Don’t ever tell me about stupid jump ropes again
I am a big fan of gamification.
Every day I walk around my neighborhood or tour my house on phone calls to meet the daily step quota on my millennial health insurance app to get an Amazon dollar. Watching the circle on my app fill in blue as I approach my goal is incentive enough to get me off the couch almost every day. So when I saw that there was a smart jump rope that effectively rewarded me with that same digital goal tracker, but with better training, I was intrigued to see if she had any real intelligence or if it was yet another smart gadget.
The skipping rope, called the Rookie SmartRope, is one of the three versions of intelligent jump rope from the product design company Tangram Factory. At $ 40, it’s the cheapest and there are no flashing ‘up in the air’ LED backlights, which sounds great for a casual workout anyway. The SmartRope Rookie has only one job: to automatically quantify your skipping experience. And he keeps that promise.
The SmartRope recruit has a job. And that delivered on that promise.
A quick glance at Tangram website reveals a history of making “smart” products ranging from iPhone cases to remotes. The market is inundated with “smart” things these days, but I’m in the business of simplicity – get me something that’s better, not more complicated, than its dumb counterpart. I don’t want gadgets, push notifications, or some other bad habit that takes up my time. I don’t want to sacrifice my sanity, my privacy, or my productivity. “You had a job” and you did it well.
The smart part of the SmartRope Rookie is hidden in the handles – the magnetic sensors inside count your jumps, which are displayed in the accompanying app for iOS or Android; the data syncs with Apple Health and Google Fit, but there’s no Apple Watch or Wear OS support. Tangram says support for Samsung Health, Under Armor and Xiaomi’s health apps will arrive soon. There’s no power button – the SmartRope Rookie automatically turns on and starts counting when you start jumping. According to Tangram, proprietary sensors can identify a full 360 degree revolution of the string to give you an accurate count. The company says its sensors are more accurate than the gyroscopes and accelerometers found in many portable fitness devices, which respectively use Earth’s gravity and changes in acceleration to track movement.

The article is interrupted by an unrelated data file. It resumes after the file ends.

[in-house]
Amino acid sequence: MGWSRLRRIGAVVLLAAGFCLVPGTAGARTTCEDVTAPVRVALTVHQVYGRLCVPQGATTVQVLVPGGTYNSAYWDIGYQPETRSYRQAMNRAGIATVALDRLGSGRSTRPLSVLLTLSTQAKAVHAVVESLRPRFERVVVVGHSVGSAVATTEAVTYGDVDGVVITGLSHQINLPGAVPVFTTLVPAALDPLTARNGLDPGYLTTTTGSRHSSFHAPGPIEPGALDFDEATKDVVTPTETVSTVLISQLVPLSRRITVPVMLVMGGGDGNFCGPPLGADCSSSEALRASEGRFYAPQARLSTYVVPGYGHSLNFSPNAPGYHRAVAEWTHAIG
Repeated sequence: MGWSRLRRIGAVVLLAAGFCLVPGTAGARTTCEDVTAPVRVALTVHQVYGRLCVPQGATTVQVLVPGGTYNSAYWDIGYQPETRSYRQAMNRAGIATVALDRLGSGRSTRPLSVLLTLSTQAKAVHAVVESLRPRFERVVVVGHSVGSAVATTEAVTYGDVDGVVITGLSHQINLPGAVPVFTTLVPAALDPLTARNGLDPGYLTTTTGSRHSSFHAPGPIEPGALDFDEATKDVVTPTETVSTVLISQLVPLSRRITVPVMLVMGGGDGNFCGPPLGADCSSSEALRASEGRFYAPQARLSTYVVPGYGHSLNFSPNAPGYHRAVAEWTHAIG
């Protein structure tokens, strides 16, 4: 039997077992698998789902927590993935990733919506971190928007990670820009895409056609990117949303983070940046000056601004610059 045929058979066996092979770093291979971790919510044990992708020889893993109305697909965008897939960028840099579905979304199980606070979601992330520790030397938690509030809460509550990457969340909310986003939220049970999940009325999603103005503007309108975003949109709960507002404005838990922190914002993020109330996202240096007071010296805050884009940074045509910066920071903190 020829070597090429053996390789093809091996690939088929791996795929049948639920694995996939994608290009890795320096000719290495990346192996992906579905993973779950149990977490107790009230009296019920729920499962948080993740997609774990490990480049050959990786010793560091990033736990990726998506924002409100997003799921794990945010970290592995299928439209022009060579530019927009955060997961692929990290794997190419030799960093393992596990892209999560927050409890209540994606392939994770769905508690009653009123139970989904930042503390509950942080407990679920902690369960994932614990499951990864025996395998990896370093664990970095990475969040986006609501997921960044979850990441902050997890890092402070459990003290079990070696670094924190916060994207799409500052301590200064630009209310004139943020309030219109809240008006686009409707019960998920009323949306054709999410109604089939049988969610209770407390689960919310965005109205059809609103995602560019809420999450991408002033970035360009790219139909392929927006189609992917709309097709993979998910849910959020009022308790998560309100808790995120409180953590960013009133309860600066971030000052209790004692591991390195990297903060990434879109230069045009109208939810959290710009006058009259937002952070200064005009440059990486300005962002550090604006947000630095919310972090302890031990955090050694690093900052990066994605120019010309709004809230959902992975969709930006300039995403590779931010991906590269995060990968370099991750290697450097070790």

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Alex Woo, the director of Tangram Factory, said everyone on their team has gym memberships that they don’t use and want to find an easy and effective workout. “Enter the jump rope.”
He praised the jump rope as a cardio workout, which can be done anywhere and in a short period of time. Research and experts support this sentiment, and a 2013 study found that 10 minutes of jumping a day equals 30 minutes of jogging daily for cardiovascular health.
“We wanted to make the jump rope smarter and more immersive by infusing new technology and sophisticated design,” Woo said, also noting that they had seen an increase in demand since the pandemic “as people integrate home fitness into their exercise routine.
This of course depends on whether you don’t have downstairs neighbors, outside space, or are comfortable sweating in public areas. But in a climate where trendy home fitness equipment hits the triple-digit mark, at a minimum, a $ 40 jump rope that yields a great workout and some digital incentives are a more affordable (and space-saving) option.
Correct the number of jumps
So let’s talk about the running SmartRope Rookie. The Rookie lets you adjust the 3-meter-long rope to your height (I’m all 5’2 ”!) And just twist the handle to turn on the device and sync it with the app. You hear a small beep for confirmation. And then… you jump.